Sunday, March 13, 2011

Whole lotta shakin' going on

At shortly before 3 pm last Friday, yes - March 11th, my birthday, a fault line off the coast of Northern Japan shifted causing an 9.0 magnitude earthquake (jishin). Shortly afterward, as the epicenter was in the Pacific, a tidal wave (tsunami) hit the coast. Three hundred miles away, the quake was felt by Allan and me. He was in his office and I was at the base library on the first floor of a 4 story building.

Quakes are common enough in Japan that I went about my business for a while. Once it reached the 30 second mark, I thought I might go outside and wait it out. I was joined by a crowd of others. During the 7-8 minutes that the tremor lasted, most of us agreed this was the largest tremor we had experienced. Some of those people have been in Japan for more than 20 years.

Back in the library, about 25 minutes after the first tremor, we felt what I hoped was an aftershock (yoshin), and not a separate quake. Outside again, one of the men from the building told us there had been a tsunami, but we did not anticipate the depth of destruction that was taking place while we stood on the sidewalk. The wave was over 20 feet high in some areas and came ashore for 2-3 kilometers.

There was a short third tremor shortly after the second subsided. About 40-60 minutes had passed. By 4 pm, things were being shut down around the base, especially along the perimeter by Tokyo Bay. Allan and I had plans for a birthday dinner, but we could easily postpone that. Since the trains and buses had been shut down for the night, we offered to take a friend home. He lives in Yokohama and depends on the train, as do thousands of others

Since a local elevated highway was closed as well, there was gridlock on local roads and hundreds of people filling the sidewalks. Three hours later, we arrived home, our friend decided to walk rather than have us continue to Yokohama, as it would take around the same time either way.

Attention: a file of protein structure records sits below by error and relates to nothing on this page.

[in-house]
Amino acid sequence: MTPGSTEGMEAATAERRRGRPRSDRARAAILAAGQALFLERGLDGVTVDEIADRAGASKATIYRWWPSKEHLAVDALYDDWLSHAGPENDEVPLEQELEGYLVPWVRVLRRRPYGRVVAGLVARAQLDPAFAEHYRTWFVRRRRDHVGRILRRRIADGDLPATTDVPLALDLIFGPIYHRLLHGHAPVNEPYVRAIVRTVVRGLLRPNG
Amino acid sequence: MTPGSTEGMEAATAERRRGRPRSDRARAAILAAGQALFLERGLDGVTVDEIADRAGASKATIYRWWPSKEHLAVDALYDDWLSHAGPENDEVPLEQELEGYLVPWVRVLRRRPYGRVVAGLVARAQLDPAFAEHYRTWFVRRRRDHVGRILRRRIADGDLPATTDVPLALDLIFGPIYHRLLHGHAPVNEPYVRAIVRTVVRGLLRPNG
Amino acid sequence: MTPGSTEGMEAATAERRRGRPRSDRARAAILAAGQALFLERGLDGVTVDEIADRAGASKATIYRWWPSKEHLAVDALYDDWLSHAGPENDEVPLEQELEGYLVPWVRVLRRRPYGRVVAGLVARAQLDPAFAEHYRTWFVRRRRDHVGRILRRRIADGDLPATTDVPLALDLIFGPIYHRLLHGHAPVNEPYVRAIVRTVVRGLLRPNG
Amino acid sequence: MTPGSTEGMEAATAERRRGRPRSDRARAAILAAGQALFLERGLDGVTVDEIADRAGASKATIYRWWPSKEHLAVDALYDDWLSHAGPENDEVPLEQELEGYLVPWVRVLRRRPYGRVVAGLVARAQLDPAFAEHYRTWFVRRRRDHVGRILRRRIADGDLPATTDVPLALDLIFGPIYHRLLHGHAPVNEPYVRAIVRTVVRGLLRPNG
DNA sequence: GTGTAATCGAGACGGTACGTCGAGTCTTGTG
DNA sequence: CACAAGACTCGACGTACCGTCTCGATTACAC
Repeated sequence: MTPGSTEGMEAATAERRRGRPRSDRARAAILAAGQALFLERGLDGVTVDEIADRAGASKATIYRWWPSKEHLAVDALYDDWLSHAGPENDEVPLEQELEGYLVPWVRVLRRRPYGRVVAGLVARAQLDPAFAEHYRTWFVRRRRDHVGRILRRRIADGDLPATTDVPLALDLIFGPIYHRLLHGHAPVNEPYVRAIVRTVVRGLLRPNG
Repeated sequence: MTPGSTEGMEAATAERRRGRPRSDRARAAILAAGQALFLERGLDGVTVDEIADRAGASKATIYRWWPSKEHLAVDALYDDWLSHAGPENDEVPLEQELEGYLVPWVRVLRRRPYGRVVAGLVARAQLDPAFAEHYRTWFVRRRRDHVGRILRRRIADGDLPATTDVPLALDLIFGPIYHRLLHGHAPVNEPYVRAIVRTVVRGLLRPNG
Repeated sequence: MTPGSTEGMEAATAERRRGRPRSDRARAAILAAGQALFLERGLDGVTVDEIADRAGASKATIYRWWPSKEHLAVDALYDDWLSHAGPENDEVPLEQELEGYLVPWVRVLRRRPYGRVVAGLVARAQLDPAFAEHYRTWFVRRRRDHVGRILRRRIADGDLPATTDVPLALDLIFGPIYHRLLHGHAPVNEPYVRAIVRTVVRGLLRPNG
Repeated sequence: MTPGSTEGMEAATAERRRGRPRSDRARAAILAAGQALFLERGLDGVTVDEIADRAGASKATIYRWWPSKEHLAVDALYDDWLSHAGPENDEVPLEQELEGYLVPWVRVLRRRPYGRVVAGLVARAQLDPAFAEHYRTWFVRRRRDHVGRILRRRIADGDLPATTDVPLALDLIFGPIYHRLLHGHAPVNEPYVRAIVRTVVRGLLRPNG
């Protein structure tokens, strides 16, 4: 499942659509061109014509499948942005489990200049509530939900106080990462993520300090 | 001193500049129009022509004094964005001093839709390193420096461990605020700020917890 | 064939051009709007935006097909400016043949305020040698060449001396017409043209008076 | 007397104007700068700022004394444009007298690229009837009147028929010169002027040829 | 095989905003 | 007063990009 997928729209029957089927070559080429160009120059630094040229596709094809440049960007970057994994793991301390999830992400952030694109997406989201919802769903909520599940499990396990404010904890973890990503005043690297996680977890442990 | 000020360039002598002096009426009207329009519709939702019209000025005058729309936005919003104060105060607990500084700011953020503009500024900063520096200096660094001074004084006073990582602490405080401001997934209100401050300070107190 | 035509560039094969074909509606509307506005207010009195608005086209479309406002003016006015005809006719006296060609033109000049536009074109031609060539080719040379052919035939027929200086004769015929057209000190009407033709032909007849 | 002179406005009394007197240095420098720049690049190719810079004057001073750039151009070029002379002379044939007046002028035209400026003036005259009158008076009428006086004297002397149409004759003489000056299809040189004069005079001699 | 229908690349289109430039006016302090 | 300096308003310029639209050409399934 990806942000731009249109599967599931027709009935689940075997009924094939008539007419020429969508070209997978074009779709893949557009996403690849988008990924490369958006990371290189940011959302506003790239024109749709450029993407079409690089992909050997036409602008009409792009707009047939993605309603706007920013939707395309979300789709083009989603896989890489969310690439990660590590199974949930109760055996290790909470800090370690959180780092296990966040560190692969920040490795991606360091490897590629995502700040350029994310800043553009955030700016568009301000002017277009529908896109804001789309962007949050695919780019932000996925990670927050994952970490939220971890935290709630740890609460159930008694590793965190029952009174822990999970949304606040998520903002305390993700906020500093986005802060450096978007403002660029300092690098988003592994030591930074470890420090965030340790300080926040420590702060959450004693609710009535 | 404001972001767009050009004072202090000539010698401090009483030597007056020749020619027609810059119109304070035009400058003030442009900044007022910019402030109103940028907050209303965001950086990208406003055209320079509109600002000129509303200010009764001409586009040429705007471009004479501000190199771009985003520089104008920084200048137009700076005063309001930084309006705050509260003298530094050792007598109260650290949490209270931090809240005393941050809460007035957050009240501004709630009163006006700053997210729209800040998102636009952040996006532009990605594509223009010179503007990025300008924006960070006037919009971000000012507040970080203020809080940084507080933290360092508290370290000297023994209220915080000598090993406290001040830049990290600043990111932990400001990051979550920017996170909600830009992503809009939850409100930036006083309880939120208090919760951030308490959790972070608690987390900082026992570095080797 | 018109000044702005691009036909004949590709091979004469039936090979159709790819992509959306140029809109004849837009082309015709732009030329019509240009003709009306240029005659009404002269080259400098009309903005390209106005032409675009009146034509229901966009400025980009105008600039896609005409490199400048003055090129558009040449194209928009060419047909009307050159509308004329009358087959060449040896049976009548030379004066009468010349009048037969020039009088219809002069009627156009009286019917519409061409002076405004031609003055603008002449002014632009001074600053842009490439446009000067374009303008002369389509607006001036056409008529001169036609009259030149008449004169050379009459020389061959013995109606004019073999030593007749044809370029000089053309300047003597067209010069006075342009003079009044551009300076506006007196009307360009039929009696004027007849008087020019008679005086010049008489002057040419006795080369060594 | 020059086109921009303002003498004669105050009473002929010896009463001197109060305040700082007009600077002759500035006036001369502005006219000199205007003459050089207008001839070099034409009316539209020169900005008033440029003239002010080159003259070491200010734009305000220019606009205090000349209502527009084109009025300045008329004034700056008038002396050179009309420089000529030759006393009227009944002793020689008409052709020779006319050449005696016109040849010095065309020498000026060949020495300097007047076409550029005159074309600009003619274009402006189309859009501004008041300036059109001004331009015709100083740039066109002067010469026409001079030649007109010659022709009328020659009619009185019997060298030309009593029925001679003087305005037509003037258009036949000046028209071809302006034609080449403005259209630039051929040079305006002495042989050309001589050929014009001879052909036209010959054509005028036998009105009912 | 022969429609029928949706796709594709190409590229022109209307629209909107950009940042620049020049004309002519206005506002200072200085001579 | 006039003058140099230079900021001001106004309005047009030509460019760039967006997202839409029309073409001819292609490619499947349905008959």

Luckily, we had electricity when we arrived home and there was no damage.
We have been watching CNNj (j for Japan). But there is no local tv news in English, so we were unable to find out how Yokosuka would be affected. The following day, we cancelled plans to go to Kamakura, which is a cute town close by with shops, restaurants and beautiful cherry blossom trees. Winter is ending, and we were anxious to get out, but that can wait. We didn't know what was happening with the trains.

Knowing that family and friends would be waking up soon, we tried to send an email that night, but were unable to phone or get a message out. I woke up early on Saturday and put together a short message.

Train service has not been fully restored, and shops and restaurants are limiting hours or staying closed. Several of my students cancelled classes, since there is a shortage of gas, and very long lines at the stations. Today, a schedule of blackouts was made public. We are scheduled to be without power twice today for a total of about 5 hours. It is necessary, since five nuclear reactors have been shut down.

A plant in Fukushima had a partial meltdown Saturday and a 2nd today, but emergency measures have been taken since the beginning. One hundred, seventy thousand people were evacuated within a 15 mile radius of the plant. If I were in the area where something like this is happening, I would want the Japanese handling it. They are by nature very cautious, not likely to cut corners where safety is concerned.

Allan and I are well and safe. The Navy has deployed (moved) several of the ships located at Yokosuka to the affected area. Japan will recover. Volunteers from 45 countries are helping with the effort.

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